I’m sure this is the same regardless of your field. In his book Outliers, Malcolm Gladwell says it takes 10000 hours to become an expert, and the best way to get there is practise. Lots and lots of practise. Graphic designers draw, coders code, and freelancers freelance. Whatever you do, make the time to refine your craft.
Step 7: Work with good professionals.
Find yourself a group of professionals that you trust. An accountant and a financial planner can help you avoid tax issues that could cost you a lot of time and money. A good lawyer can help you steer clear of any potential liability issues, or protect your IP from unlawful – and profit robbing – infringement. As your income grows, so will your need for these professionals.
Step 8: Don’t get frustrated.
You might be lucky enough to land a fantastic gig on your first try, but chances are you’re going to have more slow periods than busy ones, especially in your early years. Remember, freelancing is a career choice. You can’t realistically expect to start out at the executive level in an industry you’ve never worked in, so don’t get frustrated when you’re doing jobs that might not have the cachet you were dreaming of when you started your new business. There’s nothing wrong with taking the work that pays the bills. It’s what you were doing in your corporate job, and there’s a chance you’ll have to do some of it occasionally. In the beginning, you might be doing more of the jobs you don’t like so that you can get to the jobs you do like. Eventually you should be able to pick and choose your dream projects, but you’ve got to make a name for yourself first.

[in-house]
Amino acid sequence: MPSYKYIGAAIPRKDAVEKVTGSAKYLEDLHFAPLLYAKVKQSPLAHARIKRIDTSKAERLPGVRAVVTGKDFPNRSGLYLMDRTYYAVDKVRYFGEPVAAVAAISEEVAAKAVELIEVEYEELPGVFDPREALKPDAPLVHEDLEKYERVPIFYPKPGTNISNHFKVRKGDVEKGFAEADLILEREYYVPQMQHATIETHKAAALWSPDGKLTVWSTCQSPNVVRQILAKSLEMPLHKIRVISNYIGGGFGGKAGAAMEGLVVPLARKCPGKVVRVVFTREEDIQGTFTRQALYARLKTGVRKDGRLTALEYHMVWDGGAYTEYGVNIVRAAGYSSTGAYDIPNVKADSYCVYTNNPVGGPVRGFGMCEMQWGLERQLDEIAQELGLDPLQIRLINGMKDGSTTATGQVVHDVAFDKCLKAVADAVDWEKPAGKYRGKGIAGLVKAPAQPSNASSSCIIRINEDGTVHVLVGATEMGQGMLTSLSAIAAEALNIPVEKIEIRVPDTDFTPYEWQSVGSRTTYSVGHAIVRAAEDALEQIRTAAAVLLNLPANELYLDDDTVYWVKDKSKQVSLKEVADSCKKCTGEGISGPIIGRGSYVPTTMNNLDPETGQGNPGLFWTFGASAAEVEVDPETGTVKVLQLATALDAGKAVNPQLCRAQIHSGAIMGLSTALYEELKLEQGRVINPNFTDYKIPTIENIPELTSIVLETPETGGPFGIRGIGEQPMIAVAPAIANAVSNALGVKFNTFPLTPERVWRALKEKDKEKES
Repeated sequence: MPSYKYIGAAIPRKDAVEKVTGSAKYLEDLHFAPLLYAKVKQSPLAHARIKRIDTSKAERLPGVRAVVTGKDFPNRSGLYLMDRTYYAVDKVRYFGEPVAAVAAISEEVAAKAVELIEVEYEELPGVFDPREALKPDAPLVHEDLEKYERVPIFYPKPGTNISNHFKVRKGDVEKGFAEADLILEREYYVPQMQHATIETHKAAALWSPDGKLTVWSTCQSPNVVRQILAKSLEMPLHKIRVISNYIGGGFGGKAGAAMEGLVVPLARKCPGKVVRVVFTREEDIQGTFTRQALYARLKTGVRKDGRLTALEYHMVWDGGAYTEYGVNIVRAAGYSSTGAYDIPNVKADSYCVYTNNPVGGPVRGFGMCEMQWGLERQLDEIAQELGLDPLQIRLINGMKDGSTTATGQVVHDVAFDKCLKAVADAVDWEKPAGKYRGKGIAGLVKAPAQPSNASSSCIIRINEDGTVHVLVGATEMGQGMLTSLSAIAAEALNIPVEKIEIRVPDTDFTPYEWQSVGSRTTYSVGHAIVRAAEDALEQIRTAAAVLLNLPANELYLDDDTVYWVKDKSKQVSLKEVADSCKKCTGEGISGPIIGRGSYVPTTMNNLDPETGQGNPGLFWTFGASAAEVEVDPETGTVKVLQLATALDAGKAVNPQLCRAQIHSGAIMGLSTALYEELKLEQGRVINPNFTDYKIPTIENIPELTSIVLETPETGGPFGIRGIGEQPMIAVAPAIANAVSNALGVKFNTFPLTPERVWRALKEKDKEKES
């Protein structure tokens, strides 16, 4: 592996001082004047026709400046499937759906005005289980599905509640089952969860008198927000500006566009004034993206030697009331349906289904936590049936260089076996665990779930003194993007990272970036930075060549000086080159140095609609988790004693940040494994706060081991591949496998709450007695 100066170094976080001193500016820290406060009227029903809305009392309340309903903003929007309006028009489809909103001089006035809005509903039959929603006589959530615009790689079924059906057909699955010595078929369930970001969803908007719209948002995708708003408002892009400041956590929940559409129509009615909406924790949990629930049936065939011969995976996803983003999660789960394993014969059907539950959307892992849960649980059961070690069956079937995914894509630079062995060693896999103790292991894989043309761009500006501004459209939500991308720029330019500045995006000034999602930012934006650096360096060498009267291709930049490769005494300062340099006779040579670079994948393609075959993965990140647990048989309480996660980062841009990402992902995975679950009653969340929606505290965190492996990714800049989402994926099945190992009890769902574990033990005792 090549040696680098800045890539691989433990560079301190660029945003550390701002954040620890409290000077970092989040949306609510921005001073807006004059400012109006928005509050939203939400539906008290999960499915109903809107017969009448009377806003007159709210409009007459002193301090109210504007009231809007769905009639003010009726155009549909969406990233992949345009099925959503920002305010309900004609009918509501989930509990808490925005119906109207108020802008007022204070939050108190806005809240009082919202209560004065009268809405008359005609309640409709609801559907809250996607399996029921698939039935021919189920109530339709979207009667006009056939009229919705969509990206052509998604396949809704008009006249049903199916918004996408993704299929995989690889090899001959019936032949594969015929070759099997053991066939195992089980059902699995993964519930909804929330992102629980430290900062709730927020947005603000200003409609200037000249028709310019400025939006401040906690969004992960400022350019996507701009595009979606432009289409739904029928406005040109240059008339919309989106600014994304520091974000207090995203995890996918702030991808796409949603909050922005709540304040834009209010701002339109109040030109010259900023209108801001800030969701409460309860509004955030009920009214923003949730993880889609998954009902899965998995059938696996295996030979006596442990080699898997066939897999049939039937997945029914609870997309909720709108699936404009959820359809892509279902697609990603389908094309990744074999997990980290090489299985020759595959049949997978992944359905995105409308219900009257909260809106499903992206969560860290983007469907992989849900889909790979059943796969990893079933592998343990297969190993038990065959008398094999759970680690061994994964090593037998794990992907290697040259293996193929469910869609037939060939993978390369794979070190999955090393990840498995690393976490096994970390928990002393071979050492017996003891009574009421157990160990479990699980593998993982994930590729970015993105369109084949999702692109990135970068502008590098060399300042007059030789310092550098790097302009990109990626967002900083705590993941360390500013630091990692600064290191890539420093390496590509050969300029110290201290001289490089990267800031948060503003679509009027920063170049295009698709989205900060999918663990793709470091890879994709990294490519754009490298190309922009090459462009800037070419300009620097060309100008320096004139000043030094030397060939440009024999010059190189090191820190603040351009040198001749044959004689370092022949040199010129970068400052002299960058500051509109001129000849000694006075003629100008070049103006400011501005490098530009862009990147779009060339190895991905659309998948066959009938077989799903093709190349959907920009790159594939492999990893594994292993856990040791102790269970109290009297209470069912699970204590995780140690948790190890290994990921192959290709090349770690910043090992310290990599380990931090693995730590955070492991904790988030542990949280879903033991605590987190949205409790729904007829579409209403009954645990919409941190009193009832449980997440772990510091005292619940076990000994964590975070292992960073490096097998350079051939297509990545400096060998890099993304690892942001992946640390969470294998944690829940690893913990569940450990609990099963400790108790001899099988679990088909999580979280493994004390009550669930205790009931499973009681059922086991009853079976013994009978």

Step 9: Save Money.
Just like any other entrepreneur, you’re going to have times when you’re too busy to eat, and times when you don’t have a project to work on. Plan effectively so you’ve got the funds to carry you through the slow times. Choose contractors instead of employees, so you can adjust your expenses as needed. Find additional income streams early on, so they’ve got a chance to grow into something that can help pay your bills. Affiliate marketing, books, and webinars can all be effective income streams for you.
Step 10: Have fun.
You’re going to be spending a lot of time on your new business, but make sure you plan to have fun while you’re doing it. Enjoy the stress and frustrations as much as you enjoy raking in the profits.
Freelancing is an excellent career choice for me, and it might be for you, too – but it’s going to take a lot of hard work, good pitches, and great results in order to find success. It probably won’t come quickly, but when it does, you can enjoy the fact that you earned every drop of it.
Good luck and keep freelancin’